Analemma sparkling site in the Gorge


Steven Thompson skillfully sabered a bottle of 2011 Atavus Blanc de Noir Sparkling at Analemma Wines’ First Annual Sparkling Soirée and Kris Fade was the proud recipient of its enchanting contents. Dan Eierdam It’s their moment to shine and shine they do as the wire cage—called a muselet— that fits over each bottle’s opening is untwisted, the mushroom-shaped cork is pried out and the familiar pop stirs rounds of laughter and applause. The celebratory effects of Champagne are found in its bubbles and savored in its full, rounded mouthfeel that often contains bready and yeasty characteristics.

While, technically, Champagne is a sparkling wine found only in the Champagne region of France, many winemakers outside that designation use the traditional method or méthode champenoise to create their own effervescent wines.

The setting of Analemma Wines, in the Mosier Valley, is rural, rustic and elegant. Dan Eierdam

One such place is located in the Mosier Valley, less than a 10-minute drive from Hood River on the Oregon side of The Gorge. Analemma Wines was founded in 2010 by Steven Thompson and Kris Fade, whose original business plans were significantly altered when farming on the 1,700-foot elevation of Atavus Vineyard on the Washington side. Research revealed that this historic vineyard site—previously named Dragonfly Vineyard and established under the direction of Dr. Walter Clore in 1968—was planted with a pinot noir clone specifically designed to produce sparkling wine and so, a locally-owned, grower-producer sparkling wine house was born.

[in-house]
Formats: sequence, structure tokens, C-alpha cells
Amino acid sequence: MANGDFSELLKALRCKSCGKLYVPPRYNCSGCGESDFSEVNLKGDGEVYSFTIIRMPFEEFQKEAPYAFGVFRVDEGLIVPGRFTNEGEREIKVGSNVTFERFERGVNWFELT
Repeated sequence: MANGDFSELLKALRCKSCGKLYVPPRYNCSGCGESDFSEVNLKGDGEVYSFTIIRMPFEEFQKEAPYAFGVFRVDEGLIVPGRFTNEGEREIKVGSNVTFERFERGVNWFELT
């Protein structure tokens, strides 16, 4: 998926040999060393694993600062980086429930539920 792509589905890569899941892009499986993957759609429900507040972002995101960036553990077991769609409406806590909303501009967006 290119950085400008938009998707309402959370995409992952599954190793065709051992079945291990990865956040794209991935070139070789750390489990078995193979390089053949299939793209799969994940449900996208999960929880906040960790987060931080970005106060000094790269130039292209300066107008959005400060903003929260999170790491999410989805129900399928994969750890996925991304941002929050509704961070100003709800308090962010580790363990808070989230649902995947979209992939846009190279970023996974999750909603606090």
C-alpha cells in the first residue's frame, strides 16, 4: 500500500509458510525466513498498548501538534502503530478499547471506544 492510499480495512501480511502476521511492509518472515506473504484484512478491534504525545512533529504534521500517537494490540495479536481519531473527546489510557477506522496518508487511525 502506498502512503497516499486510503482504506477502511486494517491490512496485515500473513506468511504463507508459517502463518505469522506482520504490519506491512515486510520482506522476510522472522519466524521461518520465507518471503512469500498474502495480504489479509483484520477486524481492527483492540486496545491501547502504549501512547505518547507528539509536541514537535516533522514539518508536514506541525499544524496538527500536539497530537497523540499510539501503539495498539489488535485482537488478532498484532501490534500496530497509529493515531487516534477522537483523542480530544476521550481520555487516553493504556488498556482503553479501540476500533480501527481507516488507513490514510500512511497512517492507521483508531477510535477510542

With over a decade of wine-making experience under his belt, Thompson employed all his skills and that of his wife, Fade, who holds a certification in Applied Organics and Biodynamics, to lay the foundation for Champagne-class quality.

Less than ten minutes from Hood River, Oregon sits Analemma Wines—a locally-owned, grower-producer sparkling wine house. Dan Eierdam

Their 2011 Atavus Blanc de Noir Sparkling is the result of passion and patience; aging sur lie (on the lees) for 42 months. With so much yeast contact, it delivers the desired bready qualities of champagne-style wine and a racy acidity that pairs beautifully with oysters, crab and other shellfish as well as egg dishes. As a 100 percent pinot noir varietal, there’s a hint of strawberry on the nose and an undertone of earthiness.

Along with sparkling wines, Analemma offers a Rosé of Pinot Noir made from whole cluster pressing and left on the lees for six months in neutral oak barrels. The result is a fruitier wine that definitely has hints of autolytic (breadlike) characteristics.

Analemma sources gewürztraminer from both the Atavus and Oak Ridge vineyards and their 2013 Atavus Gewürztraminer is a drier style wine with lovely flavors of stone fruit and soft baking spice while the organically-certified and dry-farmed Oak Ridge version has more minerally components.

The only red in the lineup for Analemma is an Oak Ridge Pinot Noir—current vintage 2013. Made from 100 percent whole cluster fruit, one can expect higher tannins and nice cherry and baking spice notes. It’s a fruitier version than earthy Willamette Valley pinots but maintains a pleasantly surprising elegance.

What’s better than a bucket of bubbly? Locally-grown and produced bubbly. Dan Eierdam

Although Analemma is currently closed for the season (reopening April 1), their selection of beautifully crafted wines can be ordered online or enjoyed at Portland’s only Champagne bar—Ambonnay—as one of a mere two U.S.-made sparklings on their menu.

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